Astor’s “Klis,” silk spelled backwards, is a glazed-porcelain that perfectly resembles the luxurious fiber. Supergres also chose to explore this material and paired 10”-by-18” textured tiles with subtle floral listellos in their new collection “Arkè Wall.” Brennero’s “Time 1:37” includes a line of silky tiles as well as one that features delicate crocheted patterns. Atlas Concorde adds to the category with “Flair.” Cevi’s “Riedizione” looks like a luxurious black and white quilt. Each piece is hand-painted and inspired by the Santa Chiara Monastery in Southern Italy. Piemme’s continued collaboration with Italian fashion designer Valentino has resulted in another new collection. The series offers a woven texture and is appropriately named “Textile.” Lux Ceramiche worked with Italian designer Luca Nichetto to create “Sensative,” a series of soft, velvety wall tiles and coordinating porcelain floor tiles. Finally, Brix is collaborating with French designer Andrée Putnam on a new collection.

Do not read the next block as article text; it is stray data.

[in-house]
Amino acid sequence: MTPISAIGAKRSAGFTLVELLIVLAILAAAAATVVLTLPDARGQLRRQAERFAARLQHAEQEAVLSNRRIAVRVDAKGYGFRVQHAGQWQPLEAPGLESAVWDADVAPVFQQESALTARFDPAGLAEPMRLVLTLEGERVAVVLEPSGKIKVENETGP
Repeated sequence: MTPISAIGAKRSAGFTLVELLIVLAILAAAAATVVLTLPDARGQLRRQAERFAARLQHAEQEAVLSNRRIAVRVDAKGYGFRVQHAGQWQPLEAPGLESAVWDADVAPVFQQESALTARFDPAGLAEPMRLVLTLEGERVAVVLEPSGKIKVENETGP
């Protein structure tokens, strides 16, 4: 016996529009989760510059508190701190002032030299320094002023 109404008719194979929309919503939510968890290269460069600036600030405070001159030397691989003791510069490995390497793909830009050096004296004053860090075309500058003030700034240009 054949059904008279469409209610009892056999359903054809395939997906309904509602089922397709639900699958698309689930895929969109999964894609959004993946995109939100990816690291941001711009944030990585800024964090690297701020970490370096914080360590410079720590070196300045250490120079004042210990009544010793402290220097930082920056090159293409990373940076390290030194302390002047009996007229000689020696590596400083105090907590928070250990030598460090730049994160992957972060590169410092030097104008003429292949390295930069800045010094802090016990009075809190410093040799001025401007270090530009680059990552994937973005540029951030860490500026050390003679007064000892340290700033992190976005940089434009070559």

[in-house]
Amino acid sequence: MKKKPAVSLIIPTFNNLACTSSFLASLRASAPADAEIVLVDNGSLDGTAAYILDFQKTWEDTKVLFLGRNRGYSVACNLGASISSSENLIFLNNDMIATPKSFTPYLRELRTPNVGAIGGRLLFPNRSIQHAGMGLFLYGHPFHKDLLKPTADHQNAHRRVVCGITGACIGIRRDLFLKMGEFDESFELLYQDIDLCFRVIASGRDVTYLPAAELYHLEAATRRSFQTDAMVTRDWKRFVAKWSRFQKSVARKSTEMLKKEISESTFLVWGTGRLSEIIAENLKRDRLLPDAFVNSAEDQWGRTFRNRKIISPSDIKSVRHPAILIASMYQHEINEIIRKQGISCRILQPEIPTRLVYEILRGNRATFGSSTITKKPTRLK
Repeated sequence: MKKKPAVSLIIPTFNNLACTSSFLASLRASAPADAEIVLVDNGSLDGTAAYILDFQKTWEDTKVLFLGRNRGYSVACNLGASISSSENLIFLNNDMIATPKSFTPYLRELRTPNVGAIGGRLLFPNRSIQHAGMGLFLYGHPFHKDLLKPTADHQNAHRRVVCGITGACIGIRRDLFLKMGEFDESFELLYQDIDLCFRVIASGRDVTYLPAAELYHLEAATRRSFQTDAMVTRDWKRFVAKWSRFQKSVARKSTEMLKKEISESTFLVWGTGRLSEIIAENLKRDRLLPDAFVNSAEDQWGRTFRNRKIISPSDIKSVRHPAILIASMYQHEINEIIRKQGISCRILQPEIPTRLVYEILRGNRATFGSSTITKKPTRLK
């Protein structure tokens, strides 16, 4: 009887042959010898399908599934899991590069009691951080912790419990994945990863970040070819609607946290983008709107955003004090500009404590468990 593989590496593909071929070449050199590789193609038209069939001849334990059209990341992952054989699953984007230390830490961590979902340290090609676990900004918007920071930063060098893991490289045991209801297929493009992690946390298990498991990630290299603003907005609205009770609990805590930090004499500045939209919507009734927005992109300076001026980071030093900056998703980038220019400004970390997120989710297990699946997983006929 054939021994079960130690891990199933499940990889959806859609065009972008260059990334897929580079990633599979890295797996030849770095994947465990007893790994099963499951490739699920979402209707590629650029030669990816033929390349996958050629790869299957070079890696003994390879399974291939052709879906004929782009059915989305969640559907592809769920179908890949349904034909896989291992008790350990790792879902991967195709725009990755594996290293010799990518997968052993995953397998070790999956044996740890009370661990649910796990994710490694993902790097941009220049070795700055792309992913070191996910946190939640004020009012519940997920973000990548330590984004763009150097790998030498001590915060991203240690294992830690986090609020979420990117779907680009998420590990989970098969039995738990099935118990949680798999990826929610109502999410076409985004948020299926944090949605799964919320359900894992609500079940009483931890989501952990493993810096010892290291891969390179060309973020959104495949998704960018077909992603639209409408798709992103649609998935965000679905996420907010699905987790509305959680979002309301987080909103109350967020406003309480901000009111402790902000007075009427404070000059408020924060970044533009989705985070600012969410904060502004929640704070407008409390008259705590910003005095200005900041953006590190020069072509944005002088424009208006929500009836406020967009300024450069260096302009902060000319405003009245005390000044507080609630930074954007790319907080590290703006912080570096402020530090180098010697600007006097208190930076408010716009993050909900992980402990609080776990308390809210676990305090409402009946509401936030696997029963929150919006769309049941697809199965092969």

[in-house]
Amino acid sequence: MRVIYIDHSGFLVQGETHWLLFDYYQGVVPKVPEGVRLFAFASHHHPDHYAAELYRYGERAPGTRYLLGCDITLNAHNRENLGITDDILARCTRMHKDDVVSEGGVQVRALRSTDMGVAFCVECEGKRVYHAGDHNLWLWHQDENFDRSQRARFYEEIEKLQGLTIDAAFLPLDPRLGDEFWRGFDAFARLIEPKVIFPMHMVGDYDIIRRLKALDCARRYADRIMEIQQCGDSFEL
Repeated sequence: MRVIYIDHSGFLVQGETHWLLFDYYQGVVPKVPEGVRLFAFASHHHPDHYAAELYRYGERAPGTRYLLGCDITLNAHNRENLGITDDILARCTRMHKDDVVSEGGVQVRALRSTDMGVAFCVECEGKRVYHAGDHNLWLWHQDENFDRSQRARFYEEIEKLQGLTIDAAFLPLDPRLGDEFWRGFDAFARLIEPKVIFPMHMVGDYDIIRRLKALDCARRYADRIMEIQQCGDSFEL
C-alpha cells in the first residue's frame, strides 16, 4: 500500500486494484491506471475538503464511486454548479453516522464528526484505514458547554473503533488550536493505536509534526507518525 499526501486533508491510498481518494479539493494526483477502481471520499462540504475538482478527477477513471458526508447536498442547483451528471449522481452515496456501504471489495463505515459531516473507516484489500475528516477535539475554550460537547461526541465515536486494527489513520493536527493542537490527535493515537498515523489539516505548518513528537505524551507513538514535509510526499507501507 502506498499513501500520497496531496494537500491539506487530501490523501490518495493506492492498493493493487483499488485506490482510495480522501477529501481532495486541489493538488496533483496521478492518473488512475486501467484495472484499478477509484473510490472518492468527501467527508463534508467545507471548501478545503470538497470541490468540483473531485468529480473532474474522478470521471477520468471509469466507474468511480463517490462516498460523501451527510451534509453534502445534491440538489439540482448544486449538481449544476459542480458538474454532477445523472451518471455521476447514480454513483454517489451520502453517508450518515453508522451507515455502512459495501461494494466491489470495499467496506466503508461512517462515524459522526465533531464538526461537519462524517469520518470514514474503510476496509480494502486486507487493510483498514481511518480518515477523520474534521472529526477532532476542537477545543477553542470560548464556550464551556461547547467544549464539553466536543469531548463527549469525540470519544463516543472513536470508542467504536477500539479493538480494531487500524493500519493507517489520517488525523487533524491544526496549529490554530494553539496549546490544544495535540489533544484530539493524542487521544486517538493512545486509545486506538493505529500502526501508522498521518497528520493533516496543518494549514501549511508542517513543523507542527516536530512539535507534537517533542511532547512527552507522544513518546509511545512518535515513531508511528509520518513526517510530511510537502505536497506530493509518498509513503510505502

Just as style.com cites clothing inspired by the Napoleonic period as a popular new trend in the fashion industry this season, Italian tile manufacturers are also bringing the traditional textiles and styles of historical periods to new levels. The surface of Settecento’s “New Baroque” looks like a modern mixture of materials including damask, brocade and silk. Majorca presented “Fehn,” a porcelain collection with a rough natural texture and elegant interchanging floral pattern. Provenza’s well-designed “Live” series includes two stunning collections: “Damasco” and “Aleppo,” each boasting 16”-by-23” formats. With its oversized patterns and metallic accents, “Damasco” is a contemporary take on the ornate motif, while “Aleppo’s” field of fan-shaped flowers is suggestive of the Art Nouveau style. Casa Dolce Casa gives a nod to the Victorian period in two of their new prototypes “Charles” and “Victor.”